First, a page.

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Something I’d heard a while back was that some of Melbourne’s busiest tram stops rivalled railway stations for patronage. But I’d never seen any solid data… until now.
Over on the Data Vic page for Department Of Transport, they’ve released not just railway station patronage data (for Metro and also for V/Line), but also tram stop patronage data, and it appears they use a comparable methodology.
The catch? The Yarra Trams stats seem to show patronage by direction, and using ID numbers that can’t be matched up via the public web sites, though you can use the map coordinates. I’ve added those numbers together, so the boardings for tram stops include both directions and are comparable to the station data.
The busiest stops and stations
So then, here are the busiest 25 railway stations and tram stops, using 2018-19 (pre-COVID) data:
8-Melbourne Central Station
10-Bourke Street Mall
6-Melbourne Town Hall
1-Flinders Street Railway Station (Robert Risson terminus)
*For some stations I’ve shown only the Metro platforms, as V/Line has their own dedicated platforms. I’ve tweaked some of the stop descriptions for clarity.
So, the fifth busiest “station” is actually the Federation Square tram stops, followed by the stops outside Melbourne Central/State Library.
It’s also interesting to see V/Line in the top ten, a complete change from ten years ago thanks to Regional Rail Link feeding suburban commuters onto their trains.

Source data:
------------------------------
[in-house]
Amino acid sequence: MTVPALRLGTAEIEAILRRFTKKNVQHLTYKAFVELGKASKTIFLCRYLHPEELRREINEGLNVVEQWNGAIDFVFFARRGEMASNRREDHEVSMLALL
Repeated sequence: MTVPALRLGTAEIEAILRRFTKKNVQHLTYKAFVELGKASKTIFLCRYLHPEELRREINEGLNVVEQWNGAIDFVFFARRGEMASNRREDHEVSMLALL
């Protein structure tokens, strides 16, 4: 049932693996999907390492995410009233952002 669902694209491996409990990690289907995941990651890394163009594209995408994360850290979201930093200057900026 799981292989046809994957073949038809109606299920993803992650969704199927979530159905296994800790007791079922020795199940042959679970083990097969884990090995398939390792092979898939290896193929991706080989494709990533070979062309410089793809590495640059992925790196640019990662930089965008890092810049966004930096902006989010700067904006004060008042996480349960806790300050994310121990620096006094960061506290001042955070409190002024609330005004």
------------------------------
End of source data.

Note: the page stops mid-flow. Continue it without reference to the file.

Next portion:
V/Line’s second-busiest station is Tarneit, very well patronised, though a long way from being in the top 20, with “only” 1.35 million boardings per year.
What about buses? Similar data has been released in the past but does not appear to be currently available. It appears the busiest interchanges such as Monash University’s bus loop got about 6000 boardings per day, but far fewer on weekends, which would put them outside the top 25.
What about DDA compliance? The busiest railway stations that have not been upgraded for compliance are South Yarra (4.4m passengers per year), Richmond (4.2m) and Caulfield (4.2m). For trams, the busiest non-DDA stop is well outside the top 25, but most of the busiest stops have non-accessible high floor trams using them.
What conclusions can we draw from all this?
One is that while Melbourne’s tram system may be “iconic” it’s also a top performer in moving people. Four of the top ten “rail” stops in Melbourne are tram stops with just two platforms each.
I find this slightly mind-boggling, and it underscores why mere tram stops need space to cope with crowds (for instance the Federation Square upgrade in mid-2021), and why the trend recently has been towards bigger trams.
More optimisation of the Swanston Street and St Kilda Road would be possible, for instance better tuning of the traffic lights to give trams priority. Tram patronage will change when the metro tunnel opens in 2025, but it’s still worth doing – it will still be an important corridor.
Indeed there’s opportunity right across the tram network for improvements to traffic priority, accessibility access, and minor extensions to improve suburban connections to better balance demand and patronage, to help make it the choice travel mode for around inner Melbourne.
This article first appeared on www.danielbowen.com
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